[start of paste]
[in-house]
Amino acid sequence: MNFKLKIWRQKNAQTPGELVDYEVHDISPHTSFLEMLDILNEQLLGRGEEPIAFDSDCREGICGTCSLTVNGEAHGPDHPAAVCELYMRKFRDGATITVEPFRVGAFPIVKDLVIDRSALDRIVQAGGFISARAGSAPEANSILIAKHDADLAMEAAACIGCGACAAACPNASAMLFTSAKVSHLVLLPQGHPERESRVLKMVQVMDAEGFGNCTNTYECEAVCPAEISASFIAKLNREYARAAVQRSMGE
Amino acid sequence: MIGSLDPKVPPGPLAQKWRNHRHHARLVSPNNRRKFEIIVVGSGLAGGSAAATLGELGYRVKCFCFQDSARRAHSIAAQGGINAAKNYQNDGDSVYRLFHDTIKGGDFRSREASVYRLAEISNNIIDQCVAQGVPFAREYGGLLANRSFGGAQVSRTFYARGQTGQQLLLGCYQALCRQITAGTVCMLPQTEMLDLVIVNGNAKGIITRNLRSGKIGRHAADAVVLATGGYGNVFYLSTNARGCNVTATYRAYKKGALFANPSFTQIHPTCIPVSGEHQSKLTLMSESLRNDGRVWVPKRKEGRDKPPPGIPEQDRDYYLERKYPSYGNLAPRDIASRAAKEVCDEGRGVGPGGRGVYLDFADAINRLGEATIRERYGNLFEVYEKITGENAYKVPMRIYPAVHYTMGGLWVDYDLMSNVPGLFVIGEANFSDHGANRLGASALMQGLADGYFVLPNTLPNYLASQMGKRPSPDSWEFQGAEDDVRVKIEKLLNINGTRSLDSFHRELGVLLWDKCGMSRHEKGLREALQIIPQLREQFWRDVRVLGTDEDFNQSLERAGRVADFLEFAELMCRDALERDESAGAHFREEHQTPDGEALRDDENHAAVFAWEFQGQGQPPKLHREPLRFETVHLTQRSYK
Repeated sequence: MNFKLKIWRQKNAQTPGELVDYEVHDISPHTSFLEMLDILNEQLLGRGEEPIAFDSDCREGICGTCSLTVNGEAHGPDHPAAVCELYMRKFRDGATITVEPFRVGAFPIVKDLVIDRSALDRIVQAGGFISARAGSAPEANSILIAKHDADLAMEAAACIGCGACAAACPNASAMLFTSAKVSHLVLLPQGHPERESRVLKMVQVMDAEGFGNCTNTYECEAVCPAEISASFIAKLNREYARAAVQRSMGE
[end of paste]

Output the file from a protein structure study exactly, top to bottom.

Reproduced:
[in-house]
Amino acid sequence: MNFKLKIWRQKNAQTPGELVDYEVHDISPHTSFLEMLDILNEQLLGRGEEPIAFDSDCREGICGTCSLTVNGEAHGPDHPAAVCELYMRKFRDGATITVEPFRVGAFPIVKDLVIDRSALDRIVQAGGFISARAGSAPEANSILIAKHDADLAMEAAACIGCGACAAACPNASAMLFTSAKVSHLVLLPQGHPERESRVLKMVQVMDAEGFGNCTNTYECEAVCPAEISASFIAKLNREYARAAVQRSMGE
Amino acid sequence: MIGSLDPKVPPGPLAQKWRNHRHHARLVSPNNRRKFEIIVVGSGLAGGSAAATLGELGYRVKCFCFQDSARRAHSIAAQGGINAAKNYQNDGDSVYRLFHDTIKGGDFRSREASVYRLAEISNNIIDQCVAQGVPFAREYGGLLANRSFGGAQVSRTFYARGQTGQQLLLGCYQALCRQITAGTVCMLPQTEMLDLVIVNGNAKGIITRNLRSGKIGRHAADAVVLATGGYGNVFYLSTNARGCNVTATYRAYKKGALFANPSFTQIHPTCIPVSGEHQSKLTLMSESLRNDGRVWVPKRKEGRDKPPPGIPEQDRDYYLERKYPSYGNLAPRDIASRAAKEVCDEGRGVGPGGRGVYLDFADAINRLGEATIRERYGNLFEVYEKITGENAYKVPMRIYPAVHYTMGGLWVDYDLMSNVPGLFVIGEANFSDHGANRLGASALMQGLADGYFVLPNTLPNYLASQMGKRPSPDSWEFQGAEDDVRVKIEKLLNINGTRSLDSFHRELGVLLWDKCGMSRHEKGLREALQIIPQLREQFWRDVRVLGTDEDFNQSLERAGRVADFLEFAELMCRDALERDESAGAHFREEHQTPDGEALRDDENHAAVFAWEFQGQGQPPKLHREPLRFETVHLTQRSYK
Repeated sequence: MNFKLKIWRQKNAQTPGELVDYEVHDISPHTSFLEMLDILNEQLLGRGEEPIAFDSDCREGICGTCSLTVNGEAHGPDHPAAVCELYMRKFRDGATITVEPFRVGAFPIVKDLVIDRSALDRIVQAGGFISARAGSAPEANSILIAKHDADLAMEAAACIGCGACAAACPNASAMLFTSAKVSHLVLLPQGHPERESRVLKMVQVMDAEGFGNCTNTYECEAVCPAEISASFIAKLNREYARAAVQRSMGE